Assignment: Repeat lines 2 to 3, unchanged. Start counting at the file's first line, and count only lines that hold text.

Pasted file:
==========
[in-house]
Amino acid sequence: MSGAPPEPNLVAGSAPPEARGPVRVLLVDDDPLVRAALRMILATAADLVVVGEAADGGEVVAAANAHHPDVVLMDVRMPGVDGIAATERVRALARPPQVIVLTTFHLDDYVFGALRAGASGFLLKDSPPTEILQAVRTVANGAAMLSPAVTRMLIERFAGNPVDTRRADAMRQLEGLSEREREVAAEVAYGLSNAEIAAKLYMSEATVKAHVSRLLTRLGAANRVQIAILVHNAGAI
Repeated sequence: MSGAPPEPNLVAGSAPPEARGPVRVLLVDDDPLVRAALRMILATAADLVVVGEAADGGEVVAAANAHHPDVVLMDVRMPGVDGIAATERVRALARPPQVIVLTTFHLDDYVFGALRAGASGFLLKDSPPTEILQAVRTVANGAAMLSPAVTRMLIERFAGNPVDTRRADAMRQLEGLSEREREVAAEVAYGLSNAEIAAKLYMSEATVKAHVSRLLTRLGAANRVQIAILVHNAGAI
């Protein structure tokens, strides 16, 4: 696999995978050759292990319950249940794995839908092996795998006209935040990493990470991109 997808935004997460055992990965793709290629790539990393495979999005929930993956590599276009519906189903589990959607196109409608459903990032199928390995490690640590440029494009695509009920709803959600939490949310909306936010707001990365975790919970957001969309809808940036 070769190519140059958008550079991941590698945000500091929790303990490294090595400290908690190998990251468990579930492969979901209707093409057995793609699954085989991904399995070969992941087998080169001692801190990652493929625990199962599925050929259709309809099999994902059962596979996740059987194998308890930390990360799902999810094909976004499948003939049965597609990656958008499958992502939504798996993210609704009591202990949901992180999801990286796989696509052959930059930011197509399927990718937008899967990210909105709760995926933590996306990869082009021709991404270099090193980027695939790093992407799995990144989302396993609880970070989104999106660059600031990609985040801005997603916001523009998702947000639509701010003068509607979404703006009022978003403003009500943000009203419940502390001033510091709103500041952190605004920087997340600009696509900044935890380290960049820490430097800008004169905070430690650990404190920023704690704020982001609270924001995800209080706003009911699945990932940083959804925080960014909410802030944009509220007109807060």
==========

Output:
Amino acid sequence: MSGAPPEPNLVAGSAPPEARGPVRVLLVDDDPLVRAALRMILATAADLVVVGEAADGGEVVAAANAHHPDVVLMDVRMPGVDGIAATERVRALARPPQVIVLTTFHLDDYVFGALRAGASGFLLKDSPPTEILQAVRTVANGAAMLSPAVTRMLIERFAGNPVDTRRADAMRQLEGLSEREREVAAEVAYGLSNAEIAAKLYMSEATVKAHVSRLLTRLGAANRVQIAILVHNAGAI
Repeated sequence: MSGAPPEPNLVAGSAPPEARGPVRVLLVDDDPLVRAALRMILATAADLVVVGEAADGGEVVAAANAHHPDVVLMDVRMPGVDGIAATERVRALARPPQVIVLTTFHLDDYVFGALRAGASGFLLKDSPPTEILQAVRTVANGAAMLSPAVTRMLIERFAGNPVDTRRADAMRQLEGLSEREREVAAEVAYGLSNAEIAAKLYMSEATVKAHVSRLLTRLGAANRVQIAILVHNAGAI